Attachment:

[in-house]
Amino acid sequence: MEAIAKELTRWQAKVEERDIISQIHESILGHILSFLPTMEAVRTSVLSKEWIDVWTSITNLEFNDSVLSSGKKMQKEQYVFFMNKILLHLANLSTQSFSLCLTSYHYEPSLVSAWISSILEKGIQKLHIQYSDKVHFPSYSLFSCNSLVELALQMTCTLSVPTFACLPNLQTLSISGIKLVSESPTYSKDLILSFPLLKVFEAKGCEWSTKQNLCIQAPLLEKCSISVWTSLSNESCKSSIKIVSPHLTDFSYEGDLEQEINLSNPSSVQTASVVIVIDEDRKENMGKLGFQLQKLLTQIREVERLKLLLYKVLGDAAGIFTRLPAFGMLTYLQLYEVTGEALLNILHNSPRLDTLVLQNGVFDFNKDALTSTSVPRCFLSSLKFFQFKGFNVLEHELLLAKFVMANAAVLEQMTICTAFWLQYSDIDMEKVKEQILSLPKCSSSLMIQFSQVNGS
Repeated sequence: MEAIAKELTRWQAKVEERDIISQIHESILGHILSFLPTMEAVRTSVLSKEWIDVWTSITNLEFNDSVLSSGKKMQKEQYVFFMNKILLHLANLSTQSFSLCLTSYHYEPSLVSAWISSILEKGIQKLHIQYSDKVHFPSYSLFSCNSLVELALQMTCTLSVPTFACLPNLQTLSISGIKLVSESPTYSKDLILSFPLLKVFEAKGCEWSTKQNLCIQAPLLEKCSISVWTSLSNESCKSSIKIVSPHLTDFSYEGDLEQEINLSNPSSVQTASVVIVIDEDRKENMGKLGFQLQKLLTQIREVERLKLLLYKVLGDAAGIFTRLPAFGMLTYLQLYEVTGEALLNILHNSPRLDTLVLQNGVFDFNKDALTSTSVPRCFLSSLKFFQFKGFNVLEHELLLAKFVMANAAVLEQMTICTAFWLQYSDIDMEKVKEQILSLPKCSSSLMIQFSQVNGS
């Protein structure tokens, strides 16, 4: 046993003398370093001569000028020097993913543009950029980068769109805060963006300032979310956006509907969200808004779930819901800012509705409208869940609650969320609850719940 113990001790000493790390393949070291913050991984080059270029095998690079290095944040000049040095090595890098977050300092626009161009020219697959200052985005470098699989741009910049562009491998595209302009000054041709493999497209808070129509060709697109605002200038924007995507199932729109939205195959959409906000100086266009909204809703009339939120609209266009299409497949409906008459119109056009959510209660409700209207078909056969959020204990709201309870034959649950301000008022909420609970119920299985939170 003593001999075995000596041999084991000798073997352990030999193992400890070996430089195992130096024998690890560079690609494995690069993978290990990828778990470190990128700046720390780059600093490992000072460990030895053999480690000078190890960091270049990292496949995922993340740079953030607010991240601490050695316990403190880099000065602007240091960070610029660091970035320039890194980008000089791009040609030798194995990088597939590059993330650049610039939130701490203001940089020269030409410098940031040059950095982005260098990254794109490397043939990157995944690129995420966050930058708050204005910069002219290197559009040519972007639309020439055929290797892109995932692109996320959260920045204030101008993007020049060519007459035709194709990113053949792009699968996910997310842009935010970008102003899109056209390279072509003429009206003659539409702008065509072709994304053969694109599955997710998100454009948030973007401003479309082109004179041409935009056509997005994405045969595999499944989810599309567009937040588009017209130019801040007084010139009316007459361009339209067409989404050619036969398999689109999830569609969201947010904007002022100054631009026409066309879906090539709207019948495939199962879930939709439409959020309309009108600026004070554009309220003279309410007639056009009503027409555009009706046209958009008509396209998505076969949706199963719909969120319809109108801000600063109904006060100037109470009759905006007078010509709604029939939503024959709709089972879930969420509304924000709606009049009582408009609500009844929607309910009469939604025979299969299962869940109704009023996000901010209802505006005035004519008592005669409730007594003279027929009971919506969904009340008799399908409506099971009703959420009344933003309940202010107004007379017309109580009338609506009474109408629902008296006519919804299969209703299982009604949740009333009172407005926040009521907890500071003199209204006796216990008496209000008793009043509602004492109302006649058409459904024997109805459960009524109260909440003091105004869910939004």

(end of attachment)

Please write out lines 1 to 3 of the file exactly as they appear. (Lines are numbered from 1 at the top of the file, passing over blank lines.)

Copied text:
[in-house]
Amino acid sequence: MEAIAKELTRWQAKVEERDIISQIHESILGHILSFLPTMEAVRTSVLSKEWIDVWTSITNLEFNDSVLSSGKKMQKEQYVFFMNKILLHLANLSTQSFSLCLTSYHYEPSLVSAWISSILEKGIQKLHIQYSDKVHFPSYSLFSCNSLVELALQMTCTLSVPTFACLPNLQTLSISGIKLVSESPTYSKDLILSFPLLKVFEAKGCEWSTKQNLCIQAPLLEKCSISVWTSLSNESCKSSIKIVSPHLTDFSYEGDLEQEINLSNPSSVQTASVVIVIDEDRKENMGKLGFQLQKLLTQIREVERLKLLLYKVLGDAAGIFTRLPAFGMLTYLQLYEVTGEALLNILHNSPRLDTLVLQNGVFDFNKDALTSTSVPRCFLSSLKFFQFKGFNVLEHELLLAKFVMANAAVLEQMTICTAFWLQYSDIDMEKVKEQILSLPKCSSSLMIQFSQVNGS
Repeated sequence: MEAIAKELTRWQAKVEERDIISQIHESILGHILSFLPTMEAVRTSVLSKEWIDVWTSITNLEFNDSVLSSGKKMQKEQYVFFMNKILLHLANLSTQSFSLCLTSYHYEPSLVSAWISSILEKGIQKLHIQYSDKVHFPSYSLFSCNSLVELALQMTCTLSVPTFACLPNLQTLSISGIKLVSESPTYSKDLILSFPLLKVFEAKGCEWSTKQNLCIQAPLLEKCSISVWTSLSNESCKSSIKIVSPHLTDFSYEGDLEQEINLSNPSSVQTASVVIVIDEDRKENMGKLGFQLQKLLTQIREVERLKLLLYKVLGDAAGIFTRLPAFGMLTYLQLYEVTGEALLNILHNSPRLDTLVLQNGVFDFNKDALTSTSVPRCFLSSLKFFQFKGFNVLEHELLLAKFVMANAAVLEQMTICTAFWLQYSDIDMEKVKEQILSLPKCSSSLMIQFSQVNGS